Lehman, Lee & Xu - China Oil and Gas in the news

The China Law News keeps you on top of business, economic and political events in the China.
Blawg | Newsletter Archive

In the News

Resource tax will not affect oil price

BEIJING -- The reformation of China's resource tax will not impact China's domestic prices for oil and natural gas, the Ministry of Finance (MOF) and the State Administration of Taxation said Monday.

China's pricing mechanism for oil products is mainly based on the international oil price trend, which would not be influenced by the adjustment of the sales-based tax rates, the two departments said in a joint statement issued on the MOF website.

The domestic oil price is more likely to be influenced by global factors, including international speculation, the exchange rate of the US dollar, and supply and demand in the global market, the statement said.

The State Council, or China's cabinet, announced earlier this month that resource taxes on domestic sales of crude oil and natural gas will be extended from a few of the country's regions to the entire nation starting from Nov 1.

After the adjustments, sales-based tax rates for oil and natural gas will also be raised between 5 and 10 percent, up from the previous 5 percent implemented in northwest China's Xinjiang Uygur autonomous region on June 1, 2010.

The sales-based resource tax for oil and gas was extended to 11 other provinces in December last year.

The adjustment in resource taxes might bring down the profits of oil producers, but it will not affect the market price of oil products or further burden oil refiners and consumers, said the statement.

Earlier this month, the Chinese government reduced retail prices for gasoline and diesel by 300 yuan ($47) per ton for the first time in 16 months amid stubbornly high inflation.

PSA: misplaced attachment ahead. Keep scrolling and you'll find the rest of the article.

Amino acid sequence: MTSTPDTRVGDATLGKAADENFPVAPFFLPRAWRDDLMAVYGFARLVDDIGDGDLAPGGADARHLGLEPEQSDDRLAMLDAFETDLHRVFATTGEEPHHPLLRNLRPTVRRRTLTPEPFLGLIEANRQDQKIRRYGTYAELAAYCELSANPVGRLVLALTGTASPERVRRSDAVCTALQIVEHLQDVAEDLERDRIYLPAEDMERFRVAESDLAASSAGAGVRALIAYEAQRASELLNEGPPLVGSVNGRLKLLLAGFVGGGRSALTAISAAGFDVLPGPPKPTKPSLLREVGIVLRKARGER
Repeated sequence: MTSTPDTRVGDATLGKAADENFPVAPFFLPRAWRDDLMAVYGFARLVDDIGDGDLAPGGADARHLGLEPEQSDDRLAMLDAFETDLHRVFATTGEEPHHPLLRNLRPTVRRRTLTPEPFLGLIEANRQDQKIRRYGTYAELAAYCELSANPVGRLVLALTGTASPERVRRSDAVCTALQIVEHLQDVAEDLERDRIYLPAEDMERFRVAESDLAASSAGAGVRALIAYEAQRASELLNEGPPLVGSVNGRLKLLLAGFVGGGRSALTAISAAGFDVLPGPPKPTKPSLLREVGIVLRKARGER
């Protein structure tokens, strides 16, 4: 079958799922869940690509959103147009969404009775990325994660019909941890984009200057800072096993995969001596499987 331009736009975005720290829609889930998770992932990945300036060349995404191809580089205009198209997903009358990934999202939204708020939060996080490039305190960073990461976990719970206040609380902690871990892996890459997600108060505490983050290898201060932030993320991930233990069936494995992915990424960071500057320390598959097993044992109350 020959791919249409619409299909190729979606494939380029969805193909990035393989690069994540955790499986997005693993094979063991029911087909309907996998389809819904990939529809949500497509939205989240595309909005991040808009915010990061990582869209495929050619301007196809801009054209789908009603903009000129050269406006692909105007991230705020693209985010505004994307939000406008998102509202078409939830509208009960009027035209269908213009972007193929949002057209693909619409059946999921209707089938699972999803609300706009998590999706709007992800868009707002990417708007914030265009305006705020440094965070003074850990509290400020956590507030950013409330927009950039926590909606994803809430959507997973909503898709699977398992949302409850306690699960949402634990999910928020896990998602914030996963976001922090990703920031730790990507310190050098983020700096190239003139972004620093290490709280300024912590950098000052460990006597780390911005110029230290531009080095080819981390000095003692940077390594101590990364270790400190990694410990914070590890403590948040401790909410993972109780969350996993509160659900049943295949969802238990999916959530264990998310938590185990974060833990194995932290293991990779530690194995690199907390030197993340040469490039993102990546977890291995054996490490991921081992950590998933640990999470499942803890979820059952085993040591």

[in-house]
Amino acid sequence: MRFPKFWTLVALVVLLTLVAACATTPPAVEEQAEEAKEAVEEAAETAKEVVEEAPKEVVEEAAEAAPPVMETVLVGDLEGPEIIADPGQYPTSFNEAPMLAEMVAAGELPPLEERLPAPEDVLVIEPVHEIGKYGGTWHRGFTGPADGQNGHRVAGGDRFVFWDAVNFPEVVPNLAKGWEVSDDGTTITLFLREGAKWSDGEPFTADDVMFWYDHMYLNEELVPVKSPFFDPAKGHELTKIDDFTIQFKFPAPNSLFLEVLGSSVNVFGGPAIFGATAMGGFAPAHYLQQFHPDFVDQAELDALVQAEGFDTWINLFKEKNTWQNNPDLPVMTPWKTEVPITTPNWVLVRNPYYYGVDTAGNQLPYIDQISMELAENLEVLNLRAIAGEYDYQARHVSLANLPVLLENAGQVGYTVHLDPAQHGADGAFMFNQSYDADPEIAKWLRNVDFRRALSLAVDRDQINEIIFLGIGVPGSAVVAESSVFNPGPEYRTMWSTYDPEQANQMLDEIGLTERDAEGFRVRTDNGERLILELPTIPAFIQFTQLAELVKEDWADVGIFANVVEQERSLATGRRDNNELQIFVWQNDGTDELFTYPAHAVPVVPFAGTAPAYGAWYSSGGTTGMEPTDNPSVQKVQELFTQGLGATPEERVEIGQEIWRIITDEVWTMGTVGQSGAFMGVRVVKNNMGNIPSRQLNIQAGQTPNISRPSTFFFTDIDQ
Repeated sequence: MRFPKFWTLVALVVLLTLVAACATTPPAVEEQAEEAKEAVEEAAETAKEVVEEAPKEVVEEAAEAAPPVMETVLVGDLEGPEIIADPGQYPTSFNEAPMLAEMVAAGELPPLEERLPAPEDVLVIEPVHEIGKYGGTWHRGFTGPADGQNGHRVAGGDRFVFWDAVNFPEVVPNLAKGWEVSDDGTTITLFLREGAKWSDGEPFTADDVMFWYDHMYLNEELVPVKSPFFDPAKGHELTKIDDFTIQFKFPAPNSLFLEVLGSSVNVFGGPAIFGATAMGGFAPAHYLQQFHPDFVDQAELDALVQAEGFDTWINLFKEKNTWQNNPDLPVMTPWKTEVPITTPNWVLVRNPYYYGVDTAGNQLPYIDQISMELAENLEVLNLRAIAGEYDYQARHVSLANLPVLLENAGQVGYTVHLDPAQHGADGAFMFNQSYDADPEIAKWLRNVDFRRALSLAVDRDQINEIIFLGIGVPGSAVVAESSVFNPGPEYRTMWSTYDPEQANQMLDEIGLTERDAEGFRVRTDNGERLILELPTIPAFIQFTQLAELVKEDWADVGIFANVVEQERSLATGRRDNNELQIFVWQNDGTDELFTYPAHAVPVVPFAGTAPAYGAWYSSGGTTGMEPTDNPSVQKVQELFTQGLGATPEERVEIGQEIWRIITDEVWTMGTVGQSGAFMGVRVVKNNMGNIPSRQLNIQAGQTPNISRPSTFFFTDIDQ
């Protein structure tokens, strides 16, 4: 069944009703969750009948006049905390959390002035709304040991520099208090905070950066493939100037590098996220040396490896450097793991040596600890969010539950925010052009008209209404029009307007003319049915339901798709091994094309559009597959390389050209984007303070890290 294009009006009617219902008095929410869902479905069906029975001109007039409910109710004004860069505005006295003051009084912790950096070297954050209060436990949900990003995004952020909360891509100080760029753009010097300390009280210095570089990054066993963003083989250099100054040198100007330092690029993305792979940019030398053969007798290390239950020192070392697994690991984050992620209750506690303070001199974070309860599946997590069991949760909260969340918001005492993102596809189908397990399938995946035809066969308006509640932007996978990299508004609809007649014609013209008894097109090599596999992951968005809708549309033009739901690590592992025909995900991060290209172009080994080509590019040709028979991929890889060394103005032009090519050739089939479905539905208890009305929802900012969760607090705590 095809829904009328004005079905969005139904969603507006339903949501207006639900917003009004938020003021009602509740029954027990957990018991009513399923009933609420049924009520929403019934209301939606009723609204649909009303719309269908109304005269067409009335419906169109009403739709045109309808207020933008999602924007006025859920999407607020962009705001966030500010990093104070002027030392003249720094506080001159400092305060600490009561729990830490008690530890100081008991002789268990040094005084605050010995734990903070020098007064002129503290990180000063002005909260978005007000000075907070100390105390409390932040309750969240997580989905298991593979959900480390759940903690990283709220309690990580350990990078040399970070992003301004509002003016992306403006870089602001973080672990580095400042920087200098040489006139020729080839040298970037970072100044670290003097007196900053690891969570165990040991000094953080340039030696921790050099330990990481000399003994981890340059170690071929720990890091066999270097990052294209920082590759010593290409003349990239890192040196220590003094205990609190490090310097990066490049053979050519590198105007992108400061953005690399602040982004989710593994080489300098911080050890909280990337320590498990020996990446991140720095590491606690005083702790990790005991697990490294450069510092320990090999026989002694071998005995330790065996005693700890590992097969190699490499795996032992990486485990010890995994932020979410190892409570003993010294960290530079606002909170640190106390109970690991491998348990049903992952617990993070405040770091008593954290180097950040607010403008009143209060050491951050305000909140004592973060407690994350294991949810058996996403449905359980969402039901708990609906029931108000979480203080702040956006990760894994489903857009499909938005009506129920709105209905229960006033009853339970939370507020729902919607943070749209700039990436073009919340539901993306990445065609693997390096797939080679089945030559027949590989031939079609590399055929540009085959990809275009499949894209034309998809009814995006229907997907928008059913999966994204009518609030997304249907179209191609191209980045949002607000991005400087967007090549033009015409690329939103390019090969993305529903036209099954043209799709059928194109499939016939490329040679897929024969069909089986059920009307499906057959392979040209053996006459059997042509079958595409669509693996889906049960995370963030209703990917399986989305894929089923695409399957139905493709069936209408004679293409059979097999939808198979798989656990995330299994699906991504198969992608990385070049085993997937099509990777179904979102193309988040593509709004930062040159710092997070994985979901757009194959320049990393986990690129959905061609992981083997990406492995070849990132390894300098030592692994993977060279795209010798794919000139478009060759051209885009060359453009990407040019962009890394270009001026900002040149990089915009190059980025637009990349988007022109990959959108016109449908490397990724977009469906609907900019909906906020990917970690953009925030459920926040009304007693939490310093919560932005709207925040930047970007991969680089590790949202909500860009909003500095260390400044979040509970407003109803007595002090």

The statement said the government will also keep the market price of domestic natural gas products stable at 1,115 yuan per cubic kilometers.

Web link: http://www.chinadaily.com.cn/bizchina/2011-10/25/content_13969382.htm

China to increase natural gas supply this winter

China's top energy official said on Oct 21 that the country will increase natural gas supply by 20 percent this winter to meet rising demand.

Liu Tienan, head of the National Energy Administration, said that natural gas supply would meet demand this winter even though demand was expected to rise.

Liu said that natural gas was playing an increasingly important role in the nation's energy consumption. Already 150 million people, or 11.2 percent of the Chinese population, have access to natural gas in their homes.

Data shows the country's natural gas output last year reached 94.48 billion cubic meters, rising 12.1 percent year-on-year.

However, Liu noted despite the increasing production, the country's supporting facilities such as storage capacities needed upgrading.

Web link: http://www.chinadaily.com.cn/bizchina/2011-10/22/content_13956015.htm

Local companies selling bunker fuel may double

Bloomberg News

CHINA, with the world's busiest port at Shanghai, may double the number of local companies allowed to sell tax-exempt marine fuel as demand from ships increases.